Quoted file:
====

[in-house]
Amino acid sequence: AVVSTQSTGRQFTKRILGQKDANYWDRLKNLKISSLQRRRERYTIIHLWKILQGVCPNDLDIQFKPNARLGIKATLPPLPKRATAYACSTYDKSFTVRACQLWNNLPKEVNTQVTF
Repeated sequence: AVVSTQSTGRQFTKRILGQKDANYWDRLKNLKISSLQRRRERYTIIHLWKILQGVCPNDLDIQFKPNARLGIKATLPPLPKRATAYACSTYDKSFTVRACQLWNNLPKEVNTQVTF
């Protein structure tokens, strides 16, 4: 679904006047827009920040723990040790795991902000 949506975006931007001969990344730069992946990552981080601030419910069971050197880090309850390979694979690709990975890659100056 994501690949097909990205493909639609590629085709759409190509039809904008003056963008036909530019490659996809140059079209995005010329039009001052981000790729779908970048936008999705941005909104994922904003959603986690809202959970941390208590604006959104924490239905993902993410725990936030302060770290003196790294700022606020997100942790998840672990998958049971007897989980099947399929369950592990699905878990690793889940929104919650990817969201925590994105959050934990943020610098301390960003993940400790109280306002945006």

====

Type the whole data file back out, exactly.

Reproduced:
[in-house]
Amino acid sequence: AVVSTQSTGRQFTKRILGQKDANYWDRLKNLKISSLQRRRERYTIIHLWKILQGVCPNDLDIQFKPNARLGIKATLPPLPKRATAYACSTYDKSFTVRACQLWNNLPKEVNTQVTF
Repeated sequence: AVVSTQSTGRQFTKRILGQKDANYWDRLKNLKISSLQRRRERYTIIHLWKILQGVCPNDLDIQFKPNARLGIKATLPPLPKRATAYACSTYDKSFTVRACQLWNNLPKEVNTQVTF
């Protein structure tokens, strides 16, 4: 679904006047827009920040723990040790795991902000 949506975006931007001969990344730069992946990552981080601030419910069971050197880090309850390979694979690709990975890659100056 994501690949097909990205493909639609590629085709759409190509039809904008003056963008036909530019490659996809140059079209995005010329039009001052981000790729779908970048936008999705941005909104994922904003959603986690809202959970941390208590604006959104924490239905993902993410725990936030302060770290003196790294700022606020997100942790998840672990998958049971007897989980099947399929369950592990699905878990690793889940929104919650990817969201925590994105959050934990943020610098301390960003993940400790109280306002945006």